Poverty in India is widespread, with the nation estimated to have a third of the world’s poor. In 2010, the World Bank reported that 32.7% of all people in India fall below the international poverty line of US$ 1.25 per day (PPP) while 68.7% live on less than US$ 2 per day.
According to 2010 data from the United Nations Development Programme, an estimated 29.8% of Indians live below the country’s national poverty line. A 2010 report by the Oxford Poverty and Human Development Initiative (OPHI) states that 8 Indian states have 421 million poor people more poor people than Sub-Saharan Africa. A 2013 UN report stated that a third of the worlds poorest people live in India.
According to a 2011 poverty Development Goals Report, as many as 320 million people in India and China are expected to come out of extreme poverty in the next four years, with India’s poverty rate projected to drop from 51% in 1990 to about 22% in 2015. The report also indicates that in Southern Asia, only India is on track to cut poverty by half by the 2015 target date.
Defining the poverty line is itself a subjective matter, and many feel that it should be raised further. Indian journalist Ravi S Jha suggests measuring poverty by segregating India’s poor in different groups; those living in abject poverty, those who are vulnerable to poverty and those who are lifted out of poverty through government welfare. The urban areas where India’s middle and upper classes make their living have seen the greatest degree of economic growth, while the rural areas have lagged further behind. Since 1991, India has undergone a great deal of liberalisation internally and externally, but its benefits have mostly gone to the middle and upper classes.
The latest UNICEF data shows that one in three malnourished children worldwide are found in India, whilst 42% of the nation’s children under five years of age are underweight. It also shows that a total of 58% of children under five surveyed were stunted. Rohini Mukherjee, of the Naandi foundation – one of the NGOs that published the report – stated India is “doing worse than sub-Saharan Africa.” However, the main cause for this malnourishment is dietary practices, and not economic poverty. To quote the same Rohini Mukherjee “It is very clear that in Africa (malnutrition) is a result of absolute poverty. They are starving… In our case, to me it seems it is about eating and feeding practices… Most children we measured have never been hungry, but what the child is eating is almost all carbohydrate.” Too many women underestimate the need to breastfeed an infant during its first six months. People often consider Colostrum—a vital high-protein milk-form produced just before birth—as being impure and discard it.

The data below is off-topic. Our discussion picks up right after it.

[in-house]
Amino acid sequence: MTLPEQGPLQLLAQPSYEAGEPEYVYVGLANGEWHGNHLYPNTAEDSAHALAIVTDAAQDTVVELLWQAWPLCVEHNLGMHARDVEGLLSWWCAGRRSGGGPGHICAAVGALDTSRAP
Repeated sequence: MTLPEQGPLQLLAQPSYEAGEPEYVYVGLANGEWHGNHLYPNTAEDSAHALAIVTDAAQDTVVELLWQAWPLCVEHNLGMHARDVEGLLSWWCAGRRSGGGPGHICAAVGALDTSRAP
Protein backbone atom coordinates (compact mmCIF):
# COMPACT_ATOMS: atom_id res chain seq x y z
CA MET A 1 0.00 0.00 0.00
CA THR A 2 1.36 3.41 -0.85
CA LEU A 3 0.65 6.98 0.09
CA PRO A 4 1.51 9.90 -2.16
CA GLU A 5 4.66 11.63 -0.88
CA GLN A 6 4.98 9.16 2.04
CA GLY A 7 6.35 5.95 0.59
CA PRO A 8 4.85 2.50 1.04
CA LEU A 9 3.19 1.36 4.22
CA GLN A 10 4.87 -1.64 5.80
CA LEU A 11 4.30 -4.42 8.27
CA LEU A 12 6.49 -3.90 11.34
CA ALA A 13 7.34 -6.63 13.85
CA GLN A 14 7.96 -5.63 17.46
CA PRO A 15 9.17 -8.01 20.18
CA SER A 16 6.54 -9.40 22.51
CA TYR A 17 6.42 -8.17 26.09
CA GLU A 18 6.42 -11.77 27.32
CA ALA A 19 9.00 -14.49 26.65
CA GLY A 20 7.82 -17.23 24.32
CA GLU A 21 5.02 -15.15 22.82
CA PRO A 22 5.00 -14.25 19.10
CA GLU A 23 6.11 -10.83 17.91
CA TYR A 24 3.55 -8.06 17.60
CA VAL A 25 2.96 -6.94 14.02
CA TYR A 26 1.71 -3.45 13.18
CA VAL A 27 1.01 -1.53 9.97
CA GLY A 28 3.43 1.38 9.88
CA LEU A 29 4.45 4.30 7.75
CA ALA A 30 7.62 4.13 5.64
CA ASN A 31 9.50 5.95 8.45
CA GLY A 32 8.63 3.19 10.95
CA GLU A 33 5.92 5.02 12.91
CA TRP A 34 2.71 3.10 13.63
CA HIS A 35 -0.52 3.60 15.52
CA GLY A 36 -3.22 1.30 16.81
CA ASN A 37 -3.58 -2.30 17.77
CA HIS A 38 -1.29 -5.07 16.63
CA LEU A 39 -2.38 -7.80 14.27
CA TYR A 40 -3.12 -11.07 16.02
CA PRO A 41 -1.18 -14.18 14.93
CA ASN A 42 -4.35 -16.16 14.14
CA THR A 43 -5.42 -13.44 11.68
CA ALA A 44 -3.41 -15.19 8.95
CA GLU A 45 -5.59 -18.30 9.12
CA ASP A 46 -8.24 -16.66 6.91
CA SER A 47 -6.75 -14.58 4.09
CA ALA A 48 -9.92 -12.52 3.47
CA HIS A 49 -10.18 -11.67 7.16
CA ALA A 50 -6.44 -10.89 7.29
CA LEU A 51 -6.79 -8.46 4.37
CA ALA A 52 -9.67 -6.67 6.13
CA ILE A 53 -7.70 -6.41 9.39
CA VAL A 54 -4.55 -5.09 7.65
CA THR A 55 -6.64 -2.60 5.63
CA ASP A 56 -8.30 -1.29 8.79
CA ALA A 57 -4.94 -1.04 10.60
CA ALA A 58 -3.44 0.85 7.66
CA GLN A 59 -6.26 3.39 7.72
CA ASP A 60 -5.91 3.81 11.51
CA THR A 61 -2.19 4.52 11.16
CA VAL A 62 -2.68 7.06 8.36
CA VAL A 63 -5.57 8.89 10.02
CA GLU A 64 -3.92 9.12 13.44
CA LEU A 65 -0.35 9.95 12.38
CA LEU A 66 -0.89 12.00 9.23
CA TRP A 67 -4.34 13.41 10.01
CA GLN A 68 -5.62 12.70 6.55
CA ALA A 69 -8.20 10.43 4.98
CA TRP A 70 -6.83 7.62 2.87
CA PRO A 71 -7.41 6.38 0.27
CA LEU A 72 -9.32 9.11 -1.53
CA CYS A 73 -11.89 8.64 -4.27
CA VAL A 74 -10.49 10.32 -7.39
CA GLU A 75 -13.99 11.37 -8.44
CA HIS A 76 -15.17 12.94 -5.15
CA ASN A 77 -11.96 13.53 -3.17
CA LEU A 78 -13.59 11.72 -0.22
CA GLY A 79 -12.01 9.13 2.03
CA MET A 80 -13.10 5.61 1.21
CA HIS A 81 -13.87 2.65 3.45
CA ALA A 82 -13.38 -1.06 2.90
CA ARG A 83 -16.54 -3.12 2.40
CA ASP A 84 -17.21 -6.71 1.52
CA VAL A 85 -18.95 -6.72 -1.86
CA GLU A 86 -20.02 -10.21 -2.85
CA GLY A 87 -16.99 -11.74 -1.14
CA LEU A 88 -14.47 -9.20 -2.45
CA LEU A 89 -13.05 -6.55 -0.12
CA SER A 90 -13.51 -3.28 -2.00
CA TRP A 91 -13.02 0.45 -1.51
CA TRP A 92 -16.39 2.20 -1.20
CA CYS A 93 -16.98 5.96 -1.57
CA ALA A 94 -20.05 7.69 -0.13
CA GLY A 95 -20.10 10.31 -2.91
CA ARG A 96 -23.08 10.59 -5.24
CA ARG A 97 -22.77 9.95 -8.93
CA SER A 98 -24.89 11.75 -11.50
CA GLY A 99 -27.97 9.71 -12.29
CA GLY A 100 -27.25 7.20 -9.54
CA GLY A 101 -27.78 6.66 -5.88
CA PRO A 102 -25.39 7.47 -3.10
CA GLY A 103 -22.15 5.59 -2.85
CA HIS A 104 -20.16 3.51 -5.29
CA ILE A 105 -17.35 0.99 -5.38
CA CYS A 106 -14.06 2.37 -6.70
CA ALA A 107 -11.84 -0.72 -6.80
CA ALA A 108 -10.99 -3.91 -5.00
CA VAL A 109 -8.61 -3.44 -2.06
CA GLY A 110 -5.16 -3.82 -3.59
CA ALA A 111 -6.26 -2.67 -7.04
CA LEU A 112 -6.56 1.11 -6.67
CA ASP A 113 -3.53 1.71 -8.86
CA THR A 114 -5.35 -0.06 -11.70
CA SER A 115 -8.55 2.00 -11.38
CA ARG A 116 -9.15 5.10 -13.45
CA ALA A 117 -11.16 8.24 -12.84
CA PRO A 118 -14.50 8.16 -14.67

The 2011 Global Hunger Index (GHI) Report places India amongst the three countries where the GHI between 1996 and 2011 went up from 22.9 to 23.7, while 78 out of the 81 developing countries studied, including Nepal, Bangladesh, Vietnam, Kenya, Nigeria, Myanmar, Uganda, Zimbabwe and Malawi, succeeded in improving hunger conditions.
India has one third of world’s poorest, says World Bank
One in three of the world’s poorest people are living in India, the world’s second-fastest growing economy, according to a new study by the World Bank.
While new figures show that the number of those in extreme poverty around the world – surviving on 82 pence per day or less – has declined significantly, India now has a greater share of the world’s poorest than it did thirty years ago. Then it was home to one fifth of the world’s poorest people, but today it accounts for one-third – 400 million.
The study, The State of the Poor: Where are the Poor and Where are the Poorest?, found the number of extremely poor people had declined from half the world’s population in 1981 to one fifth in 2010, but voiced concern at its increase in Sub-Saharan Africa and continuing high level in India.
World Bank president Jim Yong Kim said while the overall decline was “remarkable progress”, the remaining 1.2 billion people living in extreme poverty was “a stain on our collective conscience.” His colleague, World Bank chief economist Kaushik Basu, who until last year was economic advisor to Indian prime minister Dr Manmohan Singh, said the figures called for the world’s wealthier countries to do more.